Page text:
• Operating Equipment. Employers may prohibit employees from using equipment, machinery, or power tools if you believe the employee’s medicinal cannabis use poses an unreasonable safety risk. In fact, the operation of some equipment, such as vehicles, aircraft, or other vessels, while under the influence would not only be a potential violation of employment policies, but the law as well. While the new law legalizes the use of medicinal cannabis, it does not de-criminalize the operation of a vehicle while under the influence or consumption while operating those vehicles.
  • Restrictions on Certain Properties. Employees that work at any preschool, primary, or secondary school; any correctional facility; or on federal government property will also be legally restricted from the use or possession of medicinal cannabis while working in these environments.
  • No New Protected Class. The law does not create a new protected class of individuals or give employees the right to bring a claim against an employer for wrongful discharge or discrimination for using medicinal cannabis.

4. Are Employers Required to Make Reasonable Accommodations?

While the medical conditions outlined in the new law may qualify as a disability under the Americans with Disabilities Act (ADA) and may require employers to reasonably accommodate that disability, they do not require employers to accommodate those disabilities by permitting the use of medicinal cannabis in the workplace. 

It is important to note that cannabis use is still illegal under federal law. In fact, the ADA (which applies to businesses with 15 or more employees) provides that a “qualified individual with a disability” shall not include any employee or applicant who is currently engaged in the illegal use of drugs, when the covered employer acts on the basis of such use. Another subsection provides that a covered employer may (1) prohibit the illegal use of drugs and the use of alcohol at the workplace by all employees; and (2) required that employees shall not be under the influence of alcohol or be engaging in the illegal use of drugs at the workplace.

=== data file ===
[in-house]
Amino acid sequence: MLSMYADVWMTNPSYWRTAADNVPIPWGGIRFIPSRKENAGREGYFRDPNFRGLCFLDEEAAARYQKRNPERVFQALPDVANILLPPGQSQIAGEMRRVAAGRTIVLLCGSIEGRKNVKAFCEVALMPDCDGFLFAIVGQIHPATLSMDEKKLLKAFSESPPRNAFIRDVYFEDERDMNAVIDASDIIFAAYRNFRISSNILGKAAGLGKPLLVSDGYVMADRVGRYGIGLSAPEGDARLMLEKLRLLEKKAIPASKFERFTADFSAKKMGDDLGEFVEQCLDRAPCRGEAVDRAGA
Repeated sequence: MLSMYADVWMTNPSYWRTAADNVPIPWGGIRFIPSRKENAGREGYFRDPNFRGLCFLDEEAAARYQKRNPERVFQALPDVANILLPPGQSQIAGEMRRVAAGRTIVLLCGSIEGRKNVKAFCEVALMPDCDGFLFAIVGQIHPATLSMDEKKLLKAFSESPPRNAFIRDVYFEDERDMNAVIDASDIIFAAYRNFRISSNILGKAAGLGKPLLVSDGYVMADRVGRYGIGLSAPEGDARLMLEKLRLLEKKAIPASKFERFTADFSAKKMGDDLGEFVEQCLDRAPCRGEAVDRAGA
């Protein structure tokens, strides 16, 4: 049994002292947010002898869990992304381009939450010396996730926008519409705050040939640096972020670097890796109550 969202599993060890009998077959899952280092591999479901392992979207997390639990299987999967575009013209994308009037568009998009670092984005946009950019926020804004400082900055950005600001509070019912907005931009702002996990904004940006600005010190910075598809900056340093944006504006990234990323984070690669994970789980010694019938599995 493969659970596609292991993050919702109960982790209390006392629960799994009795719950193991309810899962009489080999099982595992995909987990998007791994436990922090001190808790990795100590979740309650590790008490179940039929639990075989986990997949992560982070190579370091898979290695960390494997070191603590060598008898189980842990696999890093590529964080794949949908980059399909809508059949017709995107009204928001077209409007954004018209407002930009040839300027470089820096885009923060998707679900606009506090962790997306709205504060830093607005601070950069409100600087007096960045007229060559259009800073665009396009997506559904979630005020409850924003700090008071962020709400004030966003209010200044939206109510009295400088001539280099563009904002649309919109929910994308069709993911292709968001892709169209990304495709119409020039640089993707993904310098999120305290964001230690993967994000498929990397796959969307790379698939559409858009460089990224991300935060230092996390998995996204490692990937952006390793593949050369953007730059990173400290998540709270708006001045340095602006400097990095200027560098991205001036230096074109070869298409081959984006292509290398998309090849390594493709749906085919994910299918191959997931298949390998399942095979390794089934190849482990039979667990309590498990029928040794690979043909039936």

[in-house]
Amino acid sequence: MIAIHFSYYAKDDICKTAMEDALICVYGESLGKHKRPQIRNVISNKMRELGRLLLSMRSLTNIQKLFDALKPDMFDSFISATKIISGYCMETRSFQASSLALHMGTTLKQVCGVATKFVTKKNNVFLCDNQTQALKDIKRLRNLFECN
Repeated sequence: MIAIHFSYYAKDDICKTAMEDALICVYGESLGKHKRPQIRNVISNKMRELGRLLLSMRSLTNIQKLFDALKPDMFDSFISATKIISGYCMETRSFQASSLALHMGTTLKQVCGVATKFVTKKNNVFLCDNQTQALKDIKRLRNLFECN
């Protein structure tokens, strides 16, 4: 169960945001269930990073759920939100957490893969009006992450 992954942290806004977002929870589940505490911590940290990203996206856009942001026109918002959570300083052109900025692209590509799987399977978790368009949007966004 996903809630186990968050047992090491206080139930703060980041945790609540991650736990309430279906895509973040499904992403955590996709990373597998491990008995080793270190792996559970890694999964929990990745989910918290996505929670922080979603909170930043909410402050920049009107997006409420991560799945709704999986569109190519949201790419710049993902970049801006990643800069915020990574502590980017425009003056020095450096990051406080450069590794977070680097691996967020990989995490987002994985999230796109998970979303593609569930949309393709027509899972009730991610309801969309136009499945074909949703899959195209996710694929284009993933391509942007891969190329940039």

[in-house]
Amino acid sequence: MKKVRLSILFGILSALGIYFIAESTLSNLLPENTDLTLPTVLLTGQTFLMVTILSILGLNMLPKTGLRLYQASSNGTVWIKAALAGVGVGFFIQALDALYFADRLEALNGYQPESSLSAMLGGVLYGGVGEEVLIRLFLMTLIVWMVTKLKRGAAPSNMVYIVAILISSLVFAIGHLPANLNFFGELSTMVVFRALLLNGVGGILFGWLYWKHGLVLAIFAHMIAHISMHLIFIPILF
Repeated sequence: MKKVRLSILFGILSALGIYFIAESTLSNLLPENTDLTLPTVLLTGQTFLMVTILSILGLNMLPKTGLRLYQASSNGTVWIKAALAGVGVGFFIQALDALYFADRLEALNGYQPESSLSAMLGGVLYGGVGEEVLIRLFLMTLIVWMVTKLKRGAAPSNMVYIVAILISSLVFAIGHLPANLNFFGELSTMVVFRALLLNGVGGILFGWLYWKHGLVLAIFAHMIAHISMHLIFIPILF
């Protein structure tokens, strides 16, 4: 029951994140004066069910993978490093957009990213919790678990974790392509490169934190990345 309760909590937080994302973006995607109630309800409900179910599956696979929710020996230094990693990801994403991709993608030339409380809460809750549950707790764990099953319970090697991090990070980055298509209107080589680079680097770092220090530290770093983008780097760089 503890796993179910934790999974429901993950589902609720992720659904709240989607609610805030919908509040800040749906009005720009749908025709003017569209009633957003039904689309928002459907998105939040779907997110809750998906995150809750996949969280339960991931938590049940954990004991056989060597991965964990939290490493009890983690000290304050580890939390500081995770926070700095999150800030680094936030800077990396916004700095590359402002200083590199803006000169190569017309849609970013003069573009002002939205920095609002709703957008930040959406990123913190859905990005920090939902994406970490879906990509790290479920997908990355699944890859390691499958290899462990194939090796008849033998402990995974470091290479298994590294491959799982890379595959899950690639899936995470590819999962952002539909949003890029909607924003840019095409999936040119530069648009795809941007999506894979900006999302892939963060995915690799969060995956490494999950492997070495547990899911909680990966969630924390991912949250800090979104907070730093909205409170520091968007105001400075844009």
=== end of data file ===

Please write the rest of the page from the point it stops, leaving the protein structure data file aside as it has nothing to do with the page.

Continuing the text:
5. Can Employers Still Test for Drug Use?

Yes. Consistent with the ADA and the new Kentucky law, employers in the state may continue to test employees for medicinal cannabis and act based on a positive result.  

Under the ADA, a test to determine the illegal use of drugs is not considered a medical examination. The ADA also states, “nothing in this subchapter shall be construed to encourage, prohibit, or authorize the conducting of drug testing for the illegal use of drugs by job applicants or employees or making employment decisions based on such test results.”

The new Kentucky law permits employers to establish and enforce drug testing policies, drug-free workplace policies, and zero-tolerance drug policies. In addition, the law explicitly allows employers to drug test cardholding employees that the employer believes, in good faith, to be impaired. These good faith determinations of impairment should include a behavioral assessment of impairment and testing for the presence of cannabis by established methods. If the behavioral assessment and testing demonstrate impairment on the part of the cardholding employee, that employee may attempt to refute the employer’s findings.

Any employee that is discharged for consuming medicinal cannabis in the workplace, working while under the influence, or testing positive for a controlled substance will not be eligible for unemployment insurance benefits if those actions violate their employment contract or established personnel policies.

Next Steps

Things will not change overnight in Kentucky, especially given the new law’s January 1, 2025, effective date. However, Kentucky employers should prepare by taking the following actions:

  • Review current drug use and testing policies with your human resources department to discern whether any changes need to be made to policies prior to the act’s effective date.
  • Watch for administrative regulations, which will likely be issued prior to the effective date and may further clarify your responsibilities as they relate to employees who are qualified and registered to use medicinal cannabis.

We will continue to monitor the situation and provide updates as developments occur, so make sure you are subscribed to Fisher Phillips’ Insight System to get the most up-to-date information. If you have questions about how to ensure your drug testing policies comply with workplace and other applicable laws, contact your Fisher Phillips attorney, the authors of this Insight, or any attorney in our Louisville office.